Hypophosphatemia and phosphaturia contribute to rickets. Bone mineralization without rickets may also be seen.

In Fanconi syndrome, due to a generalized PCT defect, there is a urinary loss of bicarbonate, low-molecular-weight protein, uric acid, glucose, phosphate, citrate, calcium, potassium, and amino acids.

Some children with RTA show features of both type 1 and type 2 RTA and hence are diagnosed with type 3 RTA; however, many of them exhibit features of proximal RTA only transiently and evolve into classic distal RTA later. Features of proximal RTA in these children are thought to be due to the immaturity of proximal tubule only; hence, some authorities do not consider type 3 RTA as a distinct entity.

Symptoms of Renal Tubular Acidosis Type 2 and 3

Children with proximal RTA may be asymptomatic or they may present with symptoms like polyuria and polydipsia. Muscle weakness, fatigue, hypotonia, and constipation may be present due to hypokalemia. Anorexia, vomiting, and dehydration may also be present. Low normal blood pressure is seen due to hypovolemia.

Refractory rickets or osteomalacia is often present, which may be associated with pathological fractures, bone pain, growth retardation, and osteopenia. Growth retardation and a failure to thrive may be seen in children. Unlike distal RTA, nephrolithiasis is absent in proximal RTA.

If associated with the specific syndrome, additional signs and symptoms of the syndrome are present.

Diagnosis of Renal Tubular Acidosis Type 2 and 3

A hallmark of RTA is non-anion gap metabolic acidosis (NAGMA) or hyperchloremic metabolic acidosis. Important laboratory findings in proximal RTA are low serum HCO3, hypokalemia (although less severe than that in distal RTA), and variable urinary pH. There may be increased or normal excretion of calcium, citrate, or phosphate in the urine, while there may be decreased or normal excretion of NH4+ in the urine. Serum calcium and serum phosphate are normal. (High-yield information.)

Urine anion gap (UAG) is variable, usually negative in proximal RTA.

Urine pH more than 5.5 suggests a renal acidification defect when the pH is measured in a fresh early morning urine sample.

Urine pH is variable in proximal RTA. Urine is alkaline if serum HCO3 concentration is more than tubular maximum, while urine pH is less than 5.3 when serum HCO3 concentration is less than the tubular maximum. Remember that RTA type II and RTA type IV can present with urine pH < 5.5. (High-yield information.)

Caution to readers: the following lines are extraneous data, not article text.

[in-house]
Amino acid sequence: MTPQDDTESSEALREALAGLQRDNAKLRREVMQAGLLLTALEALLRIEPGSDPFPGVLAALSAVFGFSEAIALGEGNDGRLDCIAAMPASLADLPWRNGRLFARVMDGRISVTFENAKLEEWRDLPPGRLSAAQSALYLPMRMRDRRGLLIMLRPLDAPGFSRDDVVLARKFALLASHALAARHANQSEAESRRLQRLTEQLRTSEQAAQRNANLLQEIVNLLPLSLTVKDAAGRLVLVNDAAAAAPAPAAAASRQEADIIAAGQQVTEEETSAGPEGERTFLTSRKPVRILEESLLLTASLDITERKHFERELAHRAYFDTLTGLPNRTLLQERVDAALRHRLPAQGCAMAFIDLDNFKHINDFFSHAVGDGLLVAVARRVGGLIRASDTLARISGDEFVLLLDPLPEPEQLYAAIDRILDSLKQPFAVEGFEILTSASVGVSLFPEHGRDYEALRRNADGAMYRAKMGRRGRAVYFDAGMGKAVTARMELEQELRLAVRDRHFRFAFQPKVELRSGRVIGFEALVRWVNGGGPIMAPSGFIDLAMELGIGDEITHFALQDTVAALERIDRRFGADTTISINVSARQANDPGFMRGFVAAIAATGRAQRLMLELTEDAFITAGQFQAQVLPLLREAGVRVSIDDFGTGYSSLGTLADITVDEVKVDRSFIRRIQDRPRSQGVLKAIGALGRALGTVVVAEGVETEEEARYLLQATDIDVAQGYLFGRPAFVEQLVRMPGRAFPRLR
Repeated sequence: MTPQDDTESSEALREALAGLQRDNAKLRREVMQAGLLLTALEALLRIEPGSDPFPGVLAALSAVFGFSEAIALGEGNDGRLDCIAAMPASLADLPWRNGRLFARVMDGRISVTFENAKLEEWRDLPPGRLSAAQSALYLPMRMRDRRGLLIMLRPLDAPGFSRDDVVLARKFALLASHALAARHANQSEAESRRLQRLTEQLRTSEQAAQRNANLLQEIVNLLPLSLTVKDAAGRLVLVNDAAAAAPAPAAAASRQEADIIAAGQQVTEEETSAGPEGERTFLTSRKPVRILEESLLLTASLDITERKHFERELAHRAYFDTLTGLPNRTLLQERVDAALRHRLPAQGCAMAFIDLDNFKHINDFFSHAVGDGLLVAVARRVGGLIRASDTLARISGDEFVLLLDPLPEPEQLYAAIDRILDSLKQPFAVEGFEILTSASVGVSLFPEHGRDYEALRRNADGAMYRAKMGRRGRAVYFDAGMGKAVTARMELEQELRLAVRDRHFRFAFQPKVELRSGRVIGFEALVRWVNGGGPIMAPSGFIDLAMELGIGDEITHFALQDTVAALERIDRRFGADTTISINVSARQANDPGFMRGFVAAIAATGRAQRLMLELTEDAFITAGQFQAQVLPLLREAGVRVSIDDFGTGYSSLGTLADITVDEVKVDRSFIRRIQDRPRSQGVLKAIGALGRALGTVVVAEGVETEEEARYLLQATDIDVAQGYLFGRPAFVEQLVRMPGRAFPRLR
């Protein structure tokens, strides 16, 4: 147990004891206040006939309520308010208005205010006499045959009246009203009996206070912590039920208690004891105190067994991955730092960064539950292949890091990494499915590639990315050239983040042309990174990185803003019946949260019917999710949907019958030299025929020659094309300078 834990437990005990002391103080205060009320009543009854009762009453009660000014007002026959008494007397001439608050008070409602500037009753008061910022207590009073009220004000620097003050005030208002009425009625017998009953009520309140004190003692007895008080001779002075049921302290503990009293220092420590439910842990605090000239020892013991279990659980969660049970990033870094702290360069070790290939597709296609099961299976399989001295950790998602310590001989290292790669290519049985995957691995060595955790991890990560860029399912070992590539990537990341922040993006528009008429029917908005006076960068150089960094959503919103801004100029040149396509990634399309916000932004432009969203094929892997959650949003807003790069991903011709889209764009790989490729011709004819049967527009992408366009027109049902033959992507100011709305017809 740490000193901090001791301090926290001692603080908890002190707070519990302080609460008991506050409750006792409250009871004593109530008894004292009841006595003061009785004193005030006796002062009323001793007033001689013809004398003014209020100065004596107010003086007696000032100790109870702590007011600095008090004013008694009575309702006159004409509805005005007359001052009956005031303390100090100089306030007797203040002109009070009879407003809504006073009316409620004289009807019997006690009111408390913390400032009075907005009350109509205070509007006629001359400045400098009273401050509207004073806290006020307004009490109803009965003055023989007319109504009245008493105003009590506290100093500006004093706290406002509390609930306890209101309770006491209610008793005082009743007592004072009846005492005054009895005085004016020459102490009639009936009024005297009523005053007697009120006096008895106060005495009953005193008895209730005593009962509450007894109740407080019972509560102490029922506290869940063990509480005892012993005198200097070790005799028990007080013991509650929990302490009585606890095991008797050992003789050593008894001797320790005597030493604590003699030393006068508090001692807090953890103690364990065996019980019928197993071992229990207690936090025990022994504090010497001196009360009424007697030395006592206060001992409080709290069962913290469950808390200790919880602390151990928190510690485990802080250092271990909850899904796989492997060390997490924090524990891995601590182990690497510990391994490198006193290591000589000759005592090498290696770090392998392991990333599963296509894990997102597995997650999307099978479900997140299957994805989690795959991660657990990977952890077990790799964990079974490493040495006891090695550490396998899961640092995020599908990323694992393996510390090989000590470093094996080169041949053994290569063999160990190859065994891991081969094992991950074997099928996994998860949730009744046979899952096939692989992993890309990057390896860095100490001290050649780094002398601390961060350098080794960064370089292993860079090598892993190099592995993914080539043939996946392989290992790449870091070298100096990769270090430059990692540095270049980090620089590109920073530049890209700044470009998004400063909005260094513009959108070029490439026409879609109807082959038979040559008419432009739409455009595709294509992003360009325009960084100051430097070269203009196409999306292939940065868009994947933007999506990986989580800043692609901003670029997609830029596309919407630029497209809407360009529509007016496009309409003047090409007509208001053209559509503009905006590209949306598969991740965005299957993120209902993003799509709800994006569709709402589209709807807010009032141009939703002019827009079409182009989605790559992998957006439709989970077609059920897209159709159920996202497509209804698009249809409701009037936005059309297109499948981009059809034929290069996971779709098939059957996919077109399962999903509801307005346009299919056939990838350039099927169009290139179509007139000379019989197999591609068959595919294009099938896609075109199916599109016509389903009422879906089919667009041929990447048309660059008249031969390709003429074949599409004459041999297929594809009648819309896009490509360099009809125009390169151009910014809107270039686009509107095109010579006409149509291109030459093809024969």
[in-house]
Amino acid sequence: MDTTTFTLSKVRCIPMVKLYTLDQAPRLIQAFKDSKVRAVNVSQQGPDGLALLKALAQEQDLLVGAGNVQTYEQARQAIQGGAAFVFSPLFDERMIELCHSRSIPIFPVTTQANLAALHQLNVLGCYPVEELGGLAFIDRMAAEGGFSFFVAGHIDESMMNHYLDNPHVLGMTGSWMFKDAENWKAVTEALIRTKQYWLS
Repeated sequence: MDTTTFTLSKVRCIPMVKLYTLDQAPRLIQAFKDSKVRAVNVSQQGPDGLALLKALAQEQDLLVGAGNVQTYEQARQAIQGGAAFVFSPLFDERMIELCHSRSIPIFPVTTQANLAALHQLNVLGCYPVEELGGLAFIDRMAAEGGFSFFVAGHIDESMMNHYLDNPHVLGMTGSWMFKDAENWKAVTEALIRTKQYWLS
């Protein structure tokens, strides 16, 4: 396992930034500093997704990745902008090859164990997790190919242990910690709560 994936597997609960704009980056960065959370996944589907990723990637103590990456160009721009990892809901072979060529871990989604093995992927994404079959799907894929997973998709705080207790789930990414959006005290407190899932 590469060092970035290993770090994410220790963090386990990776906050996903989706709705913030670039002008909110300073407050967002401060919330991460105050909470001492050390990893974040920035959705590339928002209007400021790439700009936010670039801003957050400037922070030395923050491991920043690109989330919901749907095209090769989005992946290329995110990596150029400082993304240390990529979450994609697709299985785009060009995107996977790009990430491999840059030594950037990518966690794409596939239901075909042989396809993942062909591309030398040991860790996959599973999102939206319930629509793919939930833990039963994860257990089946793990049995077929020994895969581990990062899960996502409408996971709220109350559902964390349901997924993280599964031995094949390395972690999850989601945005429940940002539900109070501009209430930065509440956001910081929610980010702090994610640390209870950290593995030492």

On performing an ammonium chloride acid loading test, urine pH decreases to less than 5.3 in proximal RTA, which helps to differentiate it from distal RTA.

In proximal RTA, the measurement of urine pH after administration of furosemide also shows a decreased urine pH; however, there are high rates of false-positive and false-negative results in this test.

On performing a sodium bicarbonate loading test, urine PCO2 is normal (more than 60-70 mm Hg), urine-blood PCO2 gradient (U-B PCO2) is more than 20 mm Hg, and fractional excretion of bicarbonate (FEHCO3) is more than 10-15% in proximal RTA.

In Fanconi syndrome, bicarbonaturia, tubular proteinuria, uricosuria, glycosuria, phosphaturia, citraturia, and aminoaciduria are present.

Differential Diagnoses of Renal Tubular Acidosis Type 2 and 3

  • Other types of RTA
  • Other causes of NAGMA
    • Chronic renal failure
    • Extrarenal bicarbonate loss – diarrhea, intestinal fistula, etc
    • Ketoacidosis
    • Lactic acidosis
    • Exogenous administration of Cl-rich solutions
    • Parenteral nutrition
    • Drug toxicity 

Therapy of Renal Tubular Acidosis Type 2 and 3

In proximal RTA, the goal of treatment is to increase serum HCO3 to as close to normal as possible; however, this is usually difficult because of increased bicarbonaturia, polyuria, and hypokalemia associated with bicarbonate administration, due to decreased bicarbonate tubular maximum.

Due to a massive loss of bicarbonate, children with proximal RTA require higher (as high as 10-20 mEq/kg/day) and more frequent doses of oral alkali, in the form of sodium bicarbonate or sodium citrate solution.

Supplementation with potassium and vitamin D is usually required in proximal RTA. As renal activation of vitamin D is defective, calcitriol is the preferred form for vitamin D supplementation. Phosphate replacement may be required in Fanconi syndrome due to phosphate wasting.

Thiazide diuretics are useful in the treatment of proximal RTA as they induce mild volume depletion, enhance proximal reabsorption of sodium, and therefore secondarily enhance the reabsorption of HCO3.

Children with severe metabolic acidosis (serum bicarbonate less than 12 mEq/L) are given intravenous bicarbonate, after calculation of the required dose of bicarbonate. Half of the required dose is administered over 8 hours and the remaining half dose is administered over the next 24 hours. The required dose is calculated using the following formula:

Required dose = desired change in serum bicarbonate x body weight (kg) x 0.6.

Progression and Prognosis of Renal Tubular Acidosis Type 2 and 3

In proximal RTA, although improvement in growth and reduced severity of bone disease are observed with the correction of acidosis, the overall improvement is less impressive in children. Patients with systemic illness experience significant morbidity. Hyperchloremic acidosis is considered to be a risk factor for the development of acute kidney injury (AKI) following abdominal surgery.


Complications may include:

  • Rickets
  • Osteomalacia
  • Failure to thrive
  • Kidney stones
  • Renal cyst formation